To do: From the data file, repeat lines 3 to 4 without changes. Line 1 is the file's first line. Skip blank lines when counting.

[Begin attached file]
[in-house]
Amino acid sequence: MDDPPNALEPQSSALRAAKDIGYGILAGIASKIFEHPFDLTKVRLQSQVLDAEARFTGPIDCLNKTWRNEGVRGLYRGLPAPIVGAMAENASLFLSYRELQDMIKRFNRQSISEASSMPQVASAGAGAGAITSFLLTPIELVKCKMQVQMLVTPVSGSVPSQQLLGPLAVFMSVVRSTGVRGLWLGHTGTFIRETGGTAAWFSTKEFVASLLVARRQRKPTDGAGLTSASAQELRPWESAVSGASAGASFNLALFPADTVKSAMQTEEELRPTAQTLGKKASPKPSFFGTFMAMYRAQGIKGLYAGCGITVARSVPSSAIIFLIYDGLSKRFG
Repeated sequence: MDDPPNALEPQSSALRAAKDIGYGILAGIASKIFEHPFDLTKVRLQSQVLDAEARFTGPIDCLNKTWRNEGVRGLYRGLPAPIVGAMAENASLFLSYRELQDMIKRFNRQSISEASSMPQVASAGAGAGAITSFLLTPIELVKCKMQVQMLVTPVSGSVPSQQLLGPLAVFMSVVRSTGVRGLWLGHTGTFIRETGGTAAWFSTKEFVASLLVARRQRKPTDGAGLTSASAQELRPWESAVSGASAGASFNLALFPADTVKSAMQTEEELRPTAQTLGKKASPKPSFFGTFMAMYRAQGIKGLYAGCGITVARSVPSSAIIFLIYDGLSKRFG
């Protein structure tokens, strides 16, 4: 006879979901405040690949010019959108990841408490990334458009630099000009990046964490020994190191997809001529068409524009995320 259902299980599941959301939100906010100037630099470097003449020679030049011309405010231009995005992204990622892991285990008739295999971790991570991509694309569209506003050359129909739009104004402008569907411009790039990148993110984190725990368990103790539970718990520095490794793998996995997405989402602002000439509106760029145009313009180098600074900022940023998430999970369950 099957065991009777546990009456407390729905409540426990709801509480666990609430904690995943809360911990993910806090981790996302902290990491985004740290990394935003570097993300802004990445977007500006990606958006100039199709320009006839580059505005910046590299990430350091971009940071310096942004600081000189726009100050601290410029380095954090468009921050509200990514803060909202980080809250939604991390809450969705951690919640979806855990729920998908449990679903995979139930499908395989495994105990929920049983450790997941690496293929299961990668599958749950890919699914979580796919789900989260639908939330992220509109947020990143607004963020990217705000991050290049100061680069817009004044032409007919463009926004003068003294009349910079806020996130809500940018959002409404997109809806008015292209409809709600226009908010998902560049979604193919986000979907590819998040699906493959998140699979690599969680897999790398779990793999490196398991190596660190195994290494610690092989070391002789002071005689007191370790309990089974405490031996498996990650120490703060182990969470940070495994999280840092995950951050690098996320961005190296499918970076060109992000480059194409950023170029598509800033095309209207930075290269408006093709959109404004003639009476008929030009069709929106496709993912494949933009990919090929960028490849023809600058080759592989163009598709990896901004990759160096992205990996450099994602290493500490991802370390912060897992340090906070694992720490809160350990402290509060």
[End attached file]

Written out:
Repeated sequence: MDDPPNALEPQSSALRAAKDIGYGILAGIASKIFEHPFDLTKVRLQSQVLDAEARFTGPIDCLNKTWRNEGVRGLYRGLPAPIVGAMAENASLFLSYRELQDMIKRFNRQSISEASSMPQVASAGAGAGAITSFLLTPIELVKCKMQVQMLVTPVSGSVPSQQLLGPLAVFMSVVRSTGVRGLWLGHTGTFIRETGGTAAWFSTKEFVASLLVARRQRKPTDGAGLTSASAQELRPWESAVSGASAGASFNLALFPADTVKSAMQTEEELRPTAQTLGKKASPKPSFFGTFMAMYRAQGIKGLYAGCGITVARSVPSSAIIFLIYDGLSKRFG
């Protein structure tokens, strides 16, 4: 006879979901405040690949010019959108990841408490990334458009630099000009990046964490020994190191997809001529068409524009995320 259902299980599941959301939100906010100037630099470097003449020679030049011309405010231009995005992204990622892991285990008739295999971790991570991509694309569209506003050359129909739009104004402008569907411009790039990148993110984190725990368990103790539970718990520095490794793998996995997405989402602002000439509106760029145009313009180098600074900022940023998430999970369950 099957065991009777546990009456407390729905409540426990709801509480666990609430904690995943809360911990993910806090981790996302902290990491985004740290990394935003570097993300802004990445977007500006990606958006100039199709320009006839580059505005910046590299990430350091971009940071310096942004600081000189726009100050601290410029380095954090468009921050509200990514803060909202980080809250939604991390809450969705951690919640979806855990729920998908449990679903995979139930499908395989495994105990929920049983450790997941690496293929299961990668599958749950890919699914979580796919789900989260639908939330992220509109947020990143607004963020990217705000991050290049100061680069817009004044032409007919463009926004003068003294009349910079806020996130809500940018959002409404997109809806008015292209409809709600226009908010998902560049979604193919986000979907590819998040699906493959998140699979690599969680897999790398779990793999490196398991190596660190195994290494610690092989070391002789002071005689007191370790309990089974405490031996498996990650120490703060182990969470940070495994999280840092995950951050690098996320961005190296499918970076060109992000480059194409950023170029598509800033095309209207930075290269408006093709959109404004003639009476008929030009069709929106496709993912494949933009990919090929960028490849023809600058080759592989163009598709990896901004990759160096992205990996450099994602290493500490991802370390912060897992340090906070694992720490809160350990402290509060």